Posted by: Doc Comics | April 19, 2010

Deconstructing Supervillains

This week’s comics selection, either V For Vendetta or The Killing Joke, offers up protagonists that blur comforting melodramatic binaries of superheroism and supervillainy.  In V For Vendetta, an anarchist challenges a fascistic regime (amongst many differences between the comic and film); In The Killing Joke, a madman questions whether it is he or the “otherwise drab world” that is insane (themes explored in the 2008 Dark Knight film).  These works bring to the fore several readings from the semester that have interrogated those more sinister potentials lurking within our superhero mythos: the tacit flirtations with fascistic values that Lawrence & Jewett find within this American monomyth, Coogan’s take on the supervillain as dark reflections and inversions of the superhero, and the “Antiheroic Continuum” that attempts to chart variants between the superhero/ supervillain binary (tho there are other efforts to chart supervillainy that can get downright hilarious).  The Joker even had his own brief comic series prior to The Killing Joke, prefacing the post-90s infatuation with morally ambiguous SuperAntiheroes (like The Punisher or Wolverine) and Supervillain protagonists (like Wanted) who seek to transform a corrupt status quo and its unjust institutions. Oftentimes, the SuperAntihero can find themselves in very ethically ambiguous terrain as benevolent terrorists.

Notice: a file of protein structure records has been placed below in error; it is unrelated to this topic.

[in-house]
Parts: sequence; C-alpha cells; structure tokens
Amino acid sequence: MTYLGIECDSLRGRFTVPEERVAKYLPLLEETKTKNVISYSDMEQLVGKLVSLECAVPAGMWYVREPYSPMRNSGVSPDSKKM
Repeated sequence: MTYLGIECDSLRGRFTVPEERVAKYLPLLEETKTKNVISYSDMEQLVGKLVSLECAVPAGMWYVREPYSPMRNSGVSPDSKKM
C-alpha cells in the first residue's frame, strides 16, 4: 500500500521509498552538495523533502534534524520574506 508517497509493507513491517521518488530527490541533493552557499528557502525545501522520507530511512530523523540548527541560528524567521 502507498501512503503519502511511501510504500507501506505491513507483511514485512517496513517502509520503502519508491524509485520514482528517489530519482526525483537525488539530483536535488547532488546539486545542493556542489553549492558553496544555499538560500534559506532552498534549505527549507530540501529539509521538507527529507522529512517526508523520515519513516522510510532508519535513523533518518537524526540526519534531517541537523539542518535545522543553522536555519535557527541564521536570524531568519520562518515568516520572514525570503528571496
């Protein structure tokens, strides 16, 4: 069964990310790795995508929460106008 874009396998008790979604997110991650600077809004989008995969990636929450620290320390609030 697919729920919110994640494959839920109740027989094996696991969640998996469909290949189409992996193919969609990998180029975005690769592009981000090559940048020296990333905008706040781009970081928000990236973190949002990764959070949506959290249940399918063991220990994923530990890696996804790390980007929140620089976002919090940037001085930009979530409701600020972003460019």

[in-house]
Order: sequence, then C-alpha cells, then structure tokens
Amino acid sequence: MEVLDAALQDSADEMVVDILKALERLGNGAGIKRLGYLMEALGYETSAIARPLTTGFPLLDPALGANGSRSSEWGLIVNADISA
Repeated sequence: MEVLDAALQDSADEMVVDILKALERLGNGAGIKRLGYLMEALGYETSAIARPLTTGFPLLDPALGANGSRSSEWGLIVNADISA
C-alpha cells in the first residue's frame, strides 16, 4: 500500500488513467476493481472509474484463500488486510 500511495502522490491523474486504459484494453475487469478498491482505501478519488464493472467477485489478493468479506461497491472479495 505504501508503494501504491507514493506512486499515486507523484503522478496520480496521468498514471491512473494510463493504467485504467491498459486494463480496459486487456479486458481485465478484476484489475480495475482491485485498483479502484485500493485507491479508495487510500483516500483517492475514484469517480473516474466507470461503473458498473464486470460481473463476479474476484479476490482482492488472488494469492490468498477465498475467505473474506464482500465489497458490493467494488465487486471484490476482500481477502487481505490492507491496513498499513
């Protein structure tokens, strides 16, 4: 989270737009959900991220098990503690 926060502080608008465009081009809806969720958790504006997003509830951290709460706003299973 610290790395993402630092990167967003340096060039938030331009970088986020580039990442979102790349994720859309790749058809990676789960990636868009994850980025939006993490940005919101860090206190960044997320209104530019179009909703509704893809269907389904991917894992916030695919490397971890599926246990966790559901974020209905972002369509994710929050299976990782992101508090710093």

Similarly, this week’s readings examine “Superhero Revisionism” following the 90s, the “Gothic Oedipus” of Capitalism’s schizophrenic subjectivities of despotic heroism, the dearth of utopianism within superhero comics, and a postmodern re-examination of Superman’s Bizarro doppelgänger identities.  Also of interest is why the cinematic adaptations of these stories are far less sophisticated and reflective than their graphic novel source materials, tending to reify perceptions that “the superhero genre is masochistic and addicted to violence porn…” (or that superhero movies suck).

UPDATE: The SuperAntihero trend continues! Check out this commentary, “The Villain of Iron Man 2 is Tony Stark.”




    this makes me sick to think that this needs to be reported

  2. The Top 5 Most Unintentionally Offensive Comic Book Characters… Wow.

  3. HOLY HYPE! Grant Morrison ignites controversy by suggesting that Batman killed Joker at the conclusion of THE KILLING JOKE, and the fanboy blogosphere explodes!

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